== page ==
Saint Agnes doesn’t have a psychiatrist in the emergency department, but the problem has led the hospital to add a social worker for 5150 patients. It’s become a personnel safety issue, so the hospital has hired security guards. In the last three months, three Saint Agnes emergency department employees were kicked and punched by 5150 patients, Winters said. They suffered minor injuries.

“It’s a risk of the job now,” he added.

Who foots the bill?

Kern County entered into the contract with Good Samaritan to serve adult involuntary patients in 2007. The hospital continues to serve minors and voluntary adults. Kern County has paid for costs associated with required court hearings to determine if these out-of-county patients should remain committed. The county pays for hearing officers, patients’ rights advocates, county counsel, and public defenders, said county mental health director Waterman.

He noticed the change after Fresno’s crisis unit shut down. Last year, from January to August, 52 percent of clients at Good Samaritan were from Fresno County, compared to 22 percent from Kern County.

Waterman and Taylor have discussed potential solutions. Waterman wants to create an inter-county agreement so that other counties pay for the services their residents use. Taylor has reservations. Her department foots the bill for the smaller counties of Kings and Madera. They rely on Fresno County’s psychiatric resources, she added, although their patient volumes are small and conservatorship costs are borne by the patient’s home county.

“Part of me says, ‘Are we going to set precedent that we’re going to start billing every county for all these other things?’” Taylor added.

Taylor also said she has no control over where emergency rooms send their patients.

“We’ve always told the emergency rooms, our preference is to stay local,” Taylor said. “However, I do understand that from an emergency department (perspective), this client is sitting there eating resources and they need to move them, and if the facilities locally will not respond quickly, they will do whatever to move them where they need to be.”

Quality of care

Kern County officials also want intensive monitoring of safety issues at Good Samaritan and an agreement that the hospital will take only clients from counties that have an inter-county agreement. Waterman said it will be months before plans between Kern and Fresno counties take hold.

Both county mental health directors are concerned about Good Samaritan’s quality of care. Waterman said the hospital does not properly self-report to the county and hasn’t worked with the county to address problems. Kern County patients’ rights advocates reported the hospital had inadequate discharge plans for patients to receive appropriate support back home. And the county claims hospital officials were poorly prepared and provided inadequate information at court hearings.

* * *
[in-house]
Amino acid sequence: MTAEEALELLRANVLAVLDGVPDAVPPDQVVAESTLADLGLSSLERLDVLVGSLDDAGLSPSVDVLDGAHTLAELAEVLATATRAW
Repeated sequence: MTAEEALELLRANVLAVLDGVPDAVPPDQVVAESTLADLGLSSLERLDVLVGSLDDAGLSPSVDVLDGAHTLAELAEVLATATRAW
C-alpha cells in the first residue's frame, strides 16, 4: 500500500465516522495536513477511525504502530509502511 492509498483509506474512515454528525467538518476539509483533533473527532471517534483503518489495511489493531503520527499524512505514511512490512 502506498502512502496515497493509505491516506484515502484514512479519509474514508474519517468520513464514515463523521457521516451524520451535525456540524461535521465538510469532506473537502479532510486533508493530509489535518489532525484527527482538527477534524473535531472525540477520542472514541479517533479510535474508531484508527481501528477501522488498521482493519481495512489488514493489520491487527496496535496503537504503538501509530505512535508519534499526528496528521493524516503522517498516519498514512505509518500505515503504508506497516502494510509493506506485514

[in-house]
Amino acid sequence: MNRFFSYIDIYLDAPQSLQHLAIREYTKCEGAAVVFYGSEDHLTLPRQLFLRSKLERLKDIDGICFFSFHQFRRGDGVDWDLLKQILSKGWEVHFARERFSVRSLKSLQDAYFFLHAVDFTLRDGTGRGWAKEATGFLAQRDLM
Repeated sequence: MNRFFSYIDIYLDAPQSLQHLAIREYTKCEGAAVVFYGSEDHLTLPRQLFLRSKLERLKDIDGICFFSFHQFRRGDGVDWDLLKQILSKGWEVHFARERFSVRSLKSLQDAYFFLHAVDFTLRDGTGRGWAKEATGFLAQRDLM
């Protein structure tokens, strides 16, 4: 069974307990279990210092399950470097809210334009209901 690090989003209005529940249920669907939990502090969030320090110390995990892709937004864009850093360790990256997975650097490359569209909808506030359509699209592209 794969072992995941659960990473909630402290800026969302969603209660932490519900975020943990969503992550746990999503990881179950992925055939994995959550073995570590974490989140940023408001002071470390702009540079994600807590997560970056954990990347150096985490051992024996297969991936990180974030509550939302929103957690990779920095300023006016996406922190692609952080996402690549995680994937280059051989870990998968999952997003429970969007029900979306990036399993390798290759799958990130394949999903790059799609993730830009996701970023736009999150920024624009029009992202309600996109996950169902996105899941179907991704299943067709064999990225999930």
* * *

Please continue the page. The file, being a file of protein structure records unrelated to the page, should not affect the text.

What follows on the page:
According to the advocates’ reports, in July 2010, a man was discharged and placed on a Greyhound bus rather than a hospital vehicle. He held the bus hostage at gunpoint in Tulare County and was arrested. And in September 2009, a Fresno County man released at midnight with no discharge plan was assaulted shortly after release, re-hospitalized and placed on a mental health conservatorship – one of the county’s most expensive services – at a cost of $65,000.

Acharya of Good Samaritan wouldn’t comment directly on allegations, but he said the hospital is accredited and in compliance with state licensing. He added that the hospital takes initiative to correct problems and has a peer review process that handles allegations against physicians. The hospital is also working on improving self-reporting with Kern County, although it already reports to the state. Discharge plans are formulated from the time a patient walks in the door, including housing and transportation arrangements, he added.

Waterman said it’s more cost-effective to provide patients strong outpatient care with regular check-ups that keep them stable.

“What if we were getting 90 diabetics a month coming down to go to an intensive care unit in Kern County?” Waterman added. “Then when they were stable again, (we) put them in a van and took them back to Fresno and released them on the street until they had another diabetic crisis and went to intensive care in Kern County? Taxpayers would go ballistic.”

Saint Agnes previously sent patients to Good Samaritan, and continues to send them to Community Behavioral Health Center in Fresno, plus Kaweah Delta Health Care District in Visalia, among others. Winters said his first priority is to send patients to Fresno County psychiatric facilities.

Hospitals have trained emergency department staff on how to handle 5150 patients, Winters added. Beds in Fresno County substance abuse detoxification units have been made available in recent months, providing some relief. And Fresno County hospitals want to create a shared database that would track 5150 patients and flag repeat visitors. The goal is to help health care workers create more comprehensive, coordinated treatment plans for patients who cycle in and out of the system and drain resources.